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Mount Baker Wilderness

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A man standing next to a brilliant yellow tent, surrounded by snow and rock. A high snowcapped peak rises in the distance beyond.
Library image #947: High camp below Mt Baker


The United States Congress designated the Mount Baker Wilderness (map) in 1984 and it now has a total of 119,417 acres. All of this wilderness is located in Washington and is managed by the Forest Service. The Mount Baker Wilderness is bordered by the Stephen Mather Wilderness to the east.


Mount Baker has shown steamy signs of life as recently as 1975. The volcanic mountain stands at 10,778 feet, making it the fourth highest summit in the state and the dominant feature in the southern portion of this Wilderness. Fourteen glaciers blanket the immediate region of the mountain. Add to that the frozen sheets on nearby peaks and the total perpetual ice in the area surpasses 10,000 acres. Precipitation on the heights of Mount Baker sometimes reaches 150 inches per year, with up to 18 feet of snow accumulating. Many of the ridges stand above fir- and cedar-forested drainages, dividing the sky and opening often into large heather-filled meadows that showcase riots of summer alpine wildflowers, huckleberries, and blueberries. Devil's club, salmonberry, skunk cabbage, and ferns brighten the banks of creeks and rivers. Black bears and black-tailed deer share the area, while mountain goats clamber about in the rocky high country. Just south of Mount Baker, outside the Wilderness, elk congregate in numbers rarely seen in this part of the state. The Wilderness shares its eastern border with North Cascades National Park, and lovely Mount Shuksan looms just over the boundary inside the park. Mountain climbers flood onto Mount Baker in spring and summer before fall opens numerous large crevasses. Hundreds of climbers may be seen on the mountain in a single day. The Heliotrope Ridge Trail winds 2.7 miles to the Coleman Glacier, the most popular climbing route on the mountain. A well-developed and very busy trail system provides access to the lower country.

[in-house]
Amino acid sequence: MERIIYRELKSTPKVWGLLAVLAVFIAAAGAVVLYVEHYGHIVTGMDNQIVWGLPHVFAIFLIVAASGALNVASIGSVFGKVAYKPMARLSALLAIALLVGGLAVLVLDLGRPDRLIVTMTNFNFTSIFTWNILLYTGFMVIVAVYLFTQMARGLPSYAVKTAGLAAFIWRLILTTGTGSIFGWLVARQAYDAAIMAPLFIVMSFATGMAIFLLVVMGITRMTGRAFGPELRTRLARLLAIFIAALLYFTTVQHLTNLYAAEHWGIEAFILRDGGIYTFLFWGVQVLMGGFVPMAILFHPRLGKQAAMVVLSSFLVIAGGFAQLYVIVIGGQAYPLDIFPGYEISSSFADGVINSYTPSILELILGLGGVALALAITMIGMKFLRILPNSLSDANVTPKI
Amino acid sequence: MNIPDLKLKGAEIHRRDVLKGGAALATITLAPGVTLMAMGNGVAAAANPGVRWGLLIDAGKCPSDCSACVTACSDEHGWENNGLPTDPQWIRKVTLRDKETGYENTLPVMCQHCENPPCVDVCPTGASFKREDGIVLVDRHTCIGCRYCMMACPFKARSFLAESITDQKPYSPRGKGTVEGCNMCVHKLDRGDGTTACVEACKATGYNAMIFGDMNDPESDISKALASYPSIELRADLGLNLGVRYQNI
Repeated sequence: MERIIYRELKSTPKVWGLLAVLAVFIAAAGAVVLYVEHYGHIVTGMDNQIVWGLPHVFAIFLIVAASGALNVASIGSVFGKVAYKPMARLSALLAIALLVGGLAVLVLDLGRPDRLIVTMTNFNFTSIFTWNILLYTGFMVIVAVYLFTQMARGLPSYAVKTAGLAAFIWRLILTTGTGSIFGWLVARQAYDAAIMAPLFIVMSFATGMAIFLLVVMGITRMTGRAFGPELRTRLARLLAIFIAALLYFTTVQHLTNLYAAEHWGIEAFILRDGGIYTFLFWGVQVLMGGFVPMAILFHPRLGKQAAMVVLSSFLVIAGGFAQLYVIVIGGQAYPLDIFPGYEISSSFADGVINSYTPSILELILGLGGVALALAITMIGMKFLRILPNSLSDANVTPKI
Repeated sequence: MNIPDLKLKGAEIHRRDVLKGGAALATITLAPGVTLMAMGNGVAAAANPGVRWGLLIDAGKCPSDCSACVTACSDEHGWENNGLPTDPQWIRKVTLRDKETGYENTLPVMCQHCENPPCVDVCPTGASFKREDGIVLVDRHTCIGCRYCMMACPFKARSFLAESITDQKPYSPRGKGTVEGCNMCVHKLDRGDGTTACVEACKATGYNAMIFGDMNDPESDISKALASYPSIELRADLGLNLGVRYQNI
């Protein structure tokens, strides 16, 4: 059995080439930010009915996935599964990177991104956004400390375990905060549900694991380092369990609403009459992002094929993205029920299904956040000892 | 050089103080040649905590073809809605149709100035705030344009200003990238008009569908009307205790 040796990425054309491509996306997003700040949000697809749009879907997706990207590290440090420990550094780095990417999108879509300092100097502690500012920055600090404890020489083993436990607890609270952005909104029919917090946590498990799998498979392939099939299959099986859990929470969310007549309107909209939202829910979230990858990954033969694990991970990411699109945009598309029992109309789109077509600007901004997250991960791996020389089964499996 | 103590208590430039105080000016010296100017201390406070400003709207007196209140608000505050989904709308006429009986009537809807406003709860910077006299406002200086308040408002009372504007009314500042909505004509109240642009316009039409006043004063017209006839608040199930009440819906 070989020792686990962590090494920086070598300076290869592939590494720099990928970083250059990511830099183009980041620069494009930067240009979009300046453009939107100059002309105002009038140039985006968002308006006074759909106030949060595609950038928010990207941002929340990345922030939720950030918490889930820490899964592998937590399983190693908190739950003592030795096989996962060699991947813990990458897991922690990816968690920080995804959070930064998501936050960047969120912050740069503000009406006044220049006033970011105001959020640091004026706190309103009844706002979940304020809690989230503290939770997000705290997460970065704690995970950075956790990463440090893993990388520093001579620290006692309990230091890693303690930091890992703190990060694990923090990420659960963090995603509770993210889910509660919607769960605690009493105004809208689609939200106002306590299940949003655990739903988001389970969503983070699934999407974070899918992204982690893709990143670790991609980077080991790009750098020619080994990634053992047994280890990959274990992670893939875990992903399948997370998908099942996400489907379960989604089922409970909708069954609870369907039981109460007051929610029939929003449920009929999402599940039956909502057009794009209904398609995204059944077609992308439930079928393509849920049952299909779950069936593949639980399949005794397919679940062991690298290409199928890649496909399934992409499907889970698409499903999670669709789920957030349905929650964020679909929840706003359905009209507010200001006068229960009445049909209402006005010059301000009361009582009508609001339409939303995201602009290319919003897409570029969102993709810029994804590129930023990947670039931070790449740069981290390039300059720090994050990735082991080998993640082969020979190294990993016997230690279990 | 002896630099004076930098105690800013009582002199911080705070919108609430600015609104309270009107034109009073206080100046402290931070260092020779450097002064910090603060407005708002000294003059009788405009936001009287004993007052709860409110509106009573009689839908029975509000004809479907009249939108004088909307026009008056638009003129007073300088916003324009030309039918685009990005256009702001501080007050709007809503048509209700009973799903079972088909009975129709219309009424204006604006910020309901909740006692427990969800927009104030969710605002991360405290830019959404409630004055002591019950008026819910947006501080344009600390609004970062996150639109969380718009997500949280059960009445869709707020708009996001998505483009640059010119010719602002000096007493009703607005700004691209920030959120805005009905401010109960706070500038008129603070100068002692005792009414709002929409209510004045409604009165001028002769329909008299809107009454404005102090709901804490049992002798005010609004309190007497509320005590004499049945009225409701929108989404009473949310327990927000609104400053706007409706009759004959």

Planning to Visit the Mount Baker Wilderness?

Leave No Trace

How to follow the seven standard Leave No Trace principles differs in different parts of the country (desert vs. Rocky Mountains). Click on any of the principles listed below to learn more about how they apply in the Mount Baker Wilderness.
  1. Plan Ahead and Prepare
  2. Travel and Camp on Durable Surfaces
  3. Dispose of Waste Properly
  4. Leave What You Find
  5. Minimize Campfire Impacts
  6. Respect Wildlife
  7. Be Considerate of Other Visitors
For more information on Leave No Trace, Visit the Leave No Trace, Inc. website.

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